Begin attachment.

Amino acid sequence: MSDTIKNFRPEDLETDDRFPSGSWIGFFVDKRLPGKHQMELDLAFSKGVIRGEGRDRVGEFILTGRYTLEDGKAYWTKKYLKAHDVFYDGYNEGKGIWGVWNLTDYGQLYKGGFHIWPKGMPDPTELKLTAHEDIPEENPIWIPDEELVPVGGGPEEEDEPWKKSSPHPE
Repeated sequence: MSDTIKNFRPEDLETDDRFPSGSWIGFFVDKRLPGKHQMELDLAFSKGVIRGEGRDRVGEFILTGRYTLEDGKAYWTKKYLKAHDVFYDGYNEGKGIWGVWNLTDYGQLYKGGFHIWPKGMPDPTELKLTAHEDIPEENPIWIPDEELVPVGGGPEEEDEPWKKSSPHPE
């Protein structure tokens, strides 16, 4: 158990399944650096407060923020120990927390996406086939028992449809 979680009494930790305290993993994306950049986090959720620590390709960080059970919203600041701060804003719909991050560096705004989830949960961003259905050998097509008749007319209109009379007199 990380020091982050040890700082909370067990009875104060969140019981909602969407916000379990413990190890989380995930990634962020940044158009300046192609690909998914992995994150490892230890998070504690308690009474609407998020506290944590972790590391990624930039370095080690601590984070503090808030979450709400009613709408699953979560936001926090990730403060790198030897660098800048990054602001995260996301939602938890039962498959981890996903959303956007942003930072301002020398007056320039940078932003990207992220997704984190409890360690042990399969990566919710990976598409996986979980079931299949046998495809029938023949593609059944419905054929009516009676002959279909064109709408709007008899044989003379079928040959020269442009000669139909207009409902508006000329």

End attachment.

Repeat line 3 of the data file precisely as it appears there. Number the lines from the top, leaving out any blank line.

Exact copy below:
């Protein structure tokens, strides 16, 4: 158990399944650096407060923020120990927390996406086939028992449809 979680009494930790305290993993994306950049986090959720620590390709960080059970919203600041701060804003719909991050560096705004989830949960961003259905050998097509008749007319209109009379007199 990380020091982050040890700082909370067990009875104060969140019981909602969407916000379990413990190890989380995930990634962020940044158009300046192609690909998914992995994150490892230890998070504690308690009474609407998020506290944590972790590391990624930039370095080690601590984070503090808030979450709400009613709408699953979560936001926090990730403060790198030897660098800048990054602001995260996301939602938890039962498959981890996903959303956007942003930072301002020398007056320039940078932003990207992220997704984190409890360690042990399969990566919710990976598409996986979980079931299949046998495809029938023949593609059944419905054929009516009676002959279909064109709408709007008899044989003379079928040959020269442009000669139909207009409902508006000329």